when you’re measuring existential dread

We’re constantly reminded of our distance of, to and from things. The GPS on our phone ticks away the mileage to our destination while our Google calendar pings reminders of impending birthdays and anniversaries, alerting us of the time since that Last Thing on the way to the next.

These are never arbitrary starting and ending points, for the most part, I think. The two miles to that exit presents the next step in our journey. The notification on our iPhone about a friend’s party takes on a celebratory tone over a plain fact that gets added to a day’s to-do list. But still.

Anniversaries are particularly difficult. For any event, I suppose. We’ve picked what is essentially a date of chance, marked it as a pivotal moment in our lives, and assigned it supervision over some 24-hour period set to repeat every year until the day we die. Deviation from that process isn’t frowned upon, but maybe kinda is looked at with a side-eye. Why do That Thing before That Date?

The world is ending, society is crumbling, people hate each other and making measurements of moments in time is still impossible to ignore because maybe they also act as prompts of what’s good. Or maybe was good. You get to be the judge of joy (or pain).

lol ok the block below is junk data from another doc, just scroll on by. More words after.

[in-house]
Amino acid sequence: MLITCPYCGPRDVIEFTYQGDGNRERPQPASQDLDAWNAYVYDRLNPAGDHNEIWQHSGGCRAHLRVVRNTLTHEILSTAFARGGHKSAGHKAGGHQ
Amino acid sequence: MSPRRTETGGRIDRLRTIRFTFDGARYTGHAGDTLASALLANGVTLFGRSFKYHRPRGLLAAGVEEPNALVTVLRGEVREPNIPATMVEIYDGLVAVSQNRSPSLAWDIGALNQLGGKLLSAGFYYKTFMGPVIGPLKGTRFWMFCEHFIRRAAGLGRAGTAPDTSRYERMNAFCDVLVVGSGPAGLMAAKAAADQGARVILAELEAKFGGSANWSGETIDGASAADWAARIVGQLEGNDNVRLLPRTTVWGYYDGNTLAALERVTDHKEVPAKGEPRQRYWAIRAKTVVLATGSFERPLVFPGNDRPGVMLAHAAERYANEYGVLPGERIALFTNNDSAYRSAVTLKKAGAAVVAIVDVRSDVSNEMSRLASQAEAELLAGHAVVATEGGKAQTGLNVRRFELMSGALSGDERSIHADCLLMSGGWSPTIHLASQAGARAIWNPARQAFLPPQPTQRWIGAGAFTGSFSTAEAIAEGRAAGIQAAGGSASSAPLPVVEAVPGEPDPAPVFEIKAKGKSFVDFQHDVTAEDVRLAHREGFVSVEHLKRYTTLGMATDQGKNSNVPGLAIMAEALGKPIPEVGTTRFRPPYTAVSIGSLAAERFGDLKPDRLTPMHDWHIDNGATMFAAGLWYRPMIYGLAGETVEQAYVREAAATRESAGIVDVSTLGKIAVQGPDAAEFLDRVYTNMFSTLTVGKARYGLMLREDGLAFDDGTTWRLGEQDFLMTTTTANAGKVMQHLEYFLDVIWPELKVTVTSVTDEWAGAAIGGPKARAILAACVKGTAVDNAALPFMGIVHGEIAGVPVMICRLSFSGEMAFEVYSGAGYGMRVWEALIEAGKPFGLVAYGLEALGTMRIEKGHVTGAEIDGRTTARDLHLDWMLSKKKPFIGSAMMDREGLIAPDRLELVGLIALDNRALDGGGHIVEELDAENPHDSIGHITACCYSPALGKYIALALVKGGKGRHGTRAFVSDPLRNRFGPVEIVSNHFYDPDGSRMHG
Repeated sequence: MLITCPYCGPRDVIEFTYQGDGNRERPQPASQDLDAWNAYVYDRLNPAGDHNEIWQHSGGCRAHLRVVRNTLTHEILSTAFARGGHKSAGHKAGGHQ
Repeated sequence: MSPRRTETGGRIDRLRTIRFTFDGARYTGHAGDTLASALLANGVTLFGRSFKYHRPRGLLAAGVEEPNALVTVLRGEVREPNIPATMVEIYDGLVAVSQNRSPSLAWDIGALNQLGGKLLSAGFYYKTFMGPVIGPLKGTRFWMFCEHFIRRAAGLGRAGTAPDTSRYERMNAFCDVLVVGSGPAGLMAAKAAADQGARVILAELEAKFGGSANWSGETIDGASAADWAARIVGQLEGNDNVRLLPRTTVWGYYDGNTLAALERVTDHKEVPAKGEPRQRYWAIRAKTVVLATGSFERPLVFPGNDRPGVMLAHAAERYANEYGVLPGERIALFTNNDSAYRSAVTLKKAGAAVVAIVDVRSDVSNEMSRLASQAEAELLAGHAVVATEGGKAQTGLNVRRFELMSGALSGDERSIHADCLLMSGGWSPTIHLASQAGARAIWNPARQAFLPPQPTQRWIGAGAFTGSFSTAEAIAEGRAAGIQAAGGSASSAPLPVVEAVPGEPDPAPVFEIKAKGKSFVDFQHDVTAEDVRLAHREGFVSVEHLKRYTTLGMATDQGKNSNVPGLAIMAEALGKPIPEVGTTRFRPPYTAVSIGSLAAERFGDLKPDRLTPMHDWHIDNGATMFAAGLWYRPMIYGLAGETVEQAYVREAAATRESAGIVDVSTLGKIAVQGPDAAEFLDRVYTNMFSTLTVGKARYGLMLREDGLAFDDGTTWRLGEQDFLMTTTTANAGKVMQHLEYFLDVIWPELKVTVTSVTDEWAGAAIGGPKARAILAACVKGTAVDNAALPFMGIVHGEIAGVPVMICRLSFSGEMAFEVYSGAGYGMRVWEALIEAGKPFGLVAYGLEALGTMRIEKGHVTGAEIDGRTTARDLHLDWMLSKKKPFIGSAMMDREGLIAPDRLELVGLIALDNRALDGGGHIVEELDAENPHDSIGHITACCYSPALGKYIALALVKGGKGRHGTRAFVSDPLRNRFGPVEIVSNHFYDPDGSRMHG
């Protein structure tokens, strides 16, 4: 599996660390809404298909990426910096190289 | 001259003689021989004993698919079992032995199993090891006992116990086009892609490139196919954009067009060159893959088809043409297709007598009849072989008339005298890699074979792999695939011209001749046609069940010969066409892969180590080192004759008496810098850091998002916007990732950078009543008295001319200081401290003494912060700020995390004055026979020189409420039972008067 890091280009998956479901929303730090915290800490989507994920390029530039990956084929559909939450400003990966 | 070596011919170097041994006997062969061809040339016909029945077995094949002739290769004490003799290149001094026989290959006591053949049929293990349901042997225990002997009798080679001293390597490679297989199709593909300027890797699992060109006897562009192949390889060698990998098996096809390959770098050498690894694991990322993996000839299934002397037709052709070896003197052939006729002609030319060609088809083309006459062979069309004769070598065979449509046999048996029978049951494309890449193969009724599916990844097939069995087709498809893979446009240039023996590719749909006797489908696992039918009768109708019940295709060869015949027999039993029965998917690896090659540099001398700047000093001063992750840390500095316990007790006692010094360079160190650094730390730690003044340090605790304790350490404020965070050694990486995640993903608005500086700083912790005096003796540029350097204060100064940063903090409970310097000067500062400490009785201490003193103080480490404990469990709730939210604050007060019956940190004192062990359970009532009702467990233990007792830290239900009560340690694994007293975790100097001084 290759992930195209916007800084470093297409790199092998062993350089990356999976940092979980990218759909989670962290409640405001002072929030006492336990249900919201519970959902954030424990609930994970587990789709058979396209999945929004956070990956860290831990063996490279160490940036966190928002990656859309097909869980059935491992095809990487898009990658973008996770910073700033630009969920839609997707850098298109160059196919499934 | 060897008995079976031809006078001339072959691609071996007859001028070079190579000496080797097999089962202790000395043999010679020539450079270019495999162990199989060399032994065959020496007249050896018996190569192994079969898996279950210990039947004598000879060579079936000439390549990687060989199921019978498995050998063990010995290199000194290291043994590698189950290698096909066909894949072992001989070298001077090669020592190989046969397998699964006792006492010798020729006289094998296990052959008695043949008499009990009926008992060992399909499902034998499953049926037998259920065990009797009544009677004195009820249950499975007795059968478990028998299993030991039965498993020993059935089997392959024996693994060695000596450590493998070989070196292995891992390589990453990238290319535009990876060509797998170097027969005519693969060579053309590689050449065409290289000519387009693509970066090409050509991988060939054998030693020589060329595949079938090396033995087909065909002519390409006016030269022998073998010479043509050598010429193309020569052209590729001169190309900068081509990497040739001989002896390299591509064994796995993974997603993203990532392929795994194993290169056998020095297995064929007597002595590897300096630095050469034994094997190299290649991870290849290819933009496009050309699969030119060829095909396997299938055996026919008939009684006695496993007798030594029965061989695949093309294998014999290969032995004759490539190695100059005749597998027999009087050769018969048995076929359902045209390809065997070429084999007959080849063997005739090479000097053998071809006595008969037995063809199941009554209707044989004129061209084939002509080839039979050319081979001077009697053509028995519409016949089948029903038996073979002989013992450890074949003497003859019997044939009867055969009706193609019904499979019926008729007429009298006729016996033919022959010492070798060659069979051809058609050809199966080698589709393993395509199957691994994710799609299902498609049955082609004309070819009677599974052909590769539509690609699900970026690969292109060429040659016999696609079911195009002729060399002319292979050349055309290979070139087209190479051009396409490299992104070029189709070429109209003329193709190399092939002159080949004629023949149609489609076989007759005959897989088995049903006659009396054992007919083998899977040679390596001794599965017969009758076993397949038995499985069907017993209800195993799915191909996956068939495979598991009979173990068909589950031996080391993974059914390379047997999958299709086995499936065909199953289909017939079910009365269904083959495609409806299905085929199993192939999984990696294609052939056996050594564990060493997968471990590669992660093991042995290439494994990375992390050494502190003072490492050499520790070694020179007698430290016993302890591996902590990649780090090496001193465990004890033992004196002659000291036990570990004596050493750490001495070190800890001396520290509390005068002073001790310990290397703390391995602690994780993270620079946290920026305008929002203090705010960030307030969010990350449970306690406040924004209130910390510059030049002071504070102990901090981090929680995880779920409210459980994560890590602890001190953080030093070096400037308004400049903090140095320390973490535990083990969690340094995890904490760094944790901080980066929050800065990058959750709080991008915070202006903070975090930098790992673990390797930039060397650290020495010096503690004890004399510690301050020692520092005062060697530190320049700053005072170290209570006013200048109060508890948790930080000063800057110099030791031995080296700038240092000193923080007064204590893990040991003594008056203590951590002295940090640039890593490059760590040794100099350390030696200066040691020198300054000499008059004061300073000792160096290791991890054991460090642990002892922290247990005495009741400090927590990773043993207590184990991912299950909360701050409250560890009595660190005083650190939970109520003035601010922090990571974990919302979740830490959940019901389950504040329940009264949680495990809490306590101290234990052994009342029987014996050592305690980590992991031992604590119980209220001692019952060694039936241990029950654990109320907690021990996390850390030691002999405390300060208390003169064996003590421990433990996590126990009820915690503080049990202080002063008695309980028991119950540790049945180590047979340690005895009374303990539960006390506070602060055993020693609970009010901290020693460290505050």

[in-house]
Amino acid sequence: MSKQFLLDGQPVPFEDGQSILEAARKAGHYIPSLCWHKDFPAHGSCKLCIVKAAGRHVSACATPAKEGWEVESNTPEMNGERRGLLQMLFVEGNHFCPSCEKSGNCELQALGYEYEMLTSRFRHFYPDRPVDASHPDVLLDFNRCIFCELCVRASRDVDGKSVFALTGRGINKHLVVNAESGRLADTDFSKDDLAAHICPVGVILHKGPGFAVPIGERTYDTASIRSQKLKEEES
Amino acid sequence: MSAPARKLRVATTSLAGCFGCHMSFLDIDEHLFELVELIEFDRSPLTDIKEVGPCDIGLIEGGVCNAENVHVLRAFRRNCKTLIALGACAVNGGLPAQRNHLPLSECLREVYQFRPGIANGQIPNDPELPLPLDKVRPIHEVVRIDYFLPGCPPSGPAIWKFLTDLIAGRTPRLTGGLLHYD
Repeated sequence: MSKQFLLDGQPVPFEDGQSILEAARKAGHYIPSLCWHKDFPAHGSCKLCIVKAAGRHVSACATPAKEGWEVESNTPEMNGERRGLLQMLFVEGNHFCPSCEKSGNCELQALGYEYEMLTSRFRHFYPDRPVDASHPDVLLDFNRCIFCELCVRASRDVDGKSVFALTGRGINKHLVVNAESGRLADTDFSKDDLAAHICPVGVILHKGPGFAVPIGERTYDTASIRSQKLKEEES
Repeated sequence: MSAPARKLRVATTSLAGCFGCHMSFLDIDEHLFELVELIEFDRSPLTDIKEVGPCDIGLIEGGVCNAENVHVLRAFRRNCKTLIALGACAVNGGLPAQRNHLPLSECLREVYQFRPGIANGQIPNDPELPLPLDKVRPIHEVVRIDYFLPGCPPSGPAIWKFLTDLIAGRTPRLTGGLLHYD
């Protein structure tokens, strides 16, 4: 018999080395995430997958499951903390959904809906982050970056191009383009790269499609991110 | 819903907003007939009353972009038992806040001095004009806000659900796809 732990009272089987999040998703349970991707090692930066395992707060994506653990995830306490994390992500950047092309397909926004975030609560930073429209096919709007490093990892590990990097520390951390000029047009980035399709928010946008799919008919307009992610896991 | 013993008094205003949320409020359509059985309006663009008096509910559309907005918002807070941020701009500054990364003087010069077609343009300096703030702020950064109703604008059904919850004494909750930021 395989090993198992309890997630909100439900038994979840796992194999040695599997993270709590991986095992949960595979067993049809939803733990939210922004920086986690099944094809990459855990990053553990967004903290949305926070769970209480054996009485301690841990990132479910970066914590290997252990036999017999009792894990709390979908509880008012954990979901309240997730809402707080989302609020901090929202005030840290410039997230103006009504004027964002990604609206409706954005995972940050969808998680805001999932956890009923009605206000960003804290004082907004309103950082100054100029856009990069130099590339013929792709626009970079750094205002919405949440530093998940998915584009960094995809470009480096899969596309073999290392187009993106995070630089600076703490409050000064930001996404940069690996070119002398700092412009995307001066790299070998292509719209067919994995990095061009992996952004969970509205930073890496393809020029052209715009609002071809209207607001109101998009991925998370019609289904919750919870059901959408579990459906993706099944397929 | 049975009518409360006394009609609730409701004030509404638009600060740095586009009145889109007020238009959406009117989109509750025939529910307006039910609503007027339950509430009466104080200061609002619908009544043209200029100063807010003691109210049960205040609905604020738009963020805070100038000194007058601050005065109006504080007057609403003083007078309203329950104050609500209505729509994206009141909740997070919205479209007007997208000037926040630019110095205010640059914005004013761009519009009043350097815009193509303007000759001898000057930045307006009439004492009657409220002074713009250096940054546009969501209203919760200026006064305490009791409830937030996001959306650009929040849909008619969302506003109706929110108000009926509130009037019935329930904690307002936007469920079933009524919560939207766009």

Memories are powerful things, and in the giant Venn diagram of your daily life, the overlap with your personal calendar is large. Days get 24 hours, months get 30ish days, but how you remember and reminisce flows throughout it all. And those distances of and to and from things are the mile markers we mentally tick by, aided by the benefit or problem of technology always giving us more. Facebook or Timehop or whatever photo cloud are push messaging our past into our present and that makes the future more or less bright in that moment, depending on the decisiveness in the jury of your mind.

It’s about the journey, they say, and you’re on it, right now, filling up the tank with what’s happening in this moment so you can celebrate it at a suddenly predetermined time later on.

But the threat of not wanting any of that, of casting aside those reminders, creates just as much angst. If you promise yourself the value of what this is today as something to hold onto for later, what’s it going to cost you if and when it’s not there? Everything changes. Our directions get rerouted. Our calendar updates.

The ways we change aren’t always quantitative. Life’s moments move in a linear timeline, but the forward motion causes our own internal starts and stops to take on greater meaning while the external world moves along. There’s always a next, and the toll of playing catchup can’t be definitively known until we’re there.

And how do we measure that?

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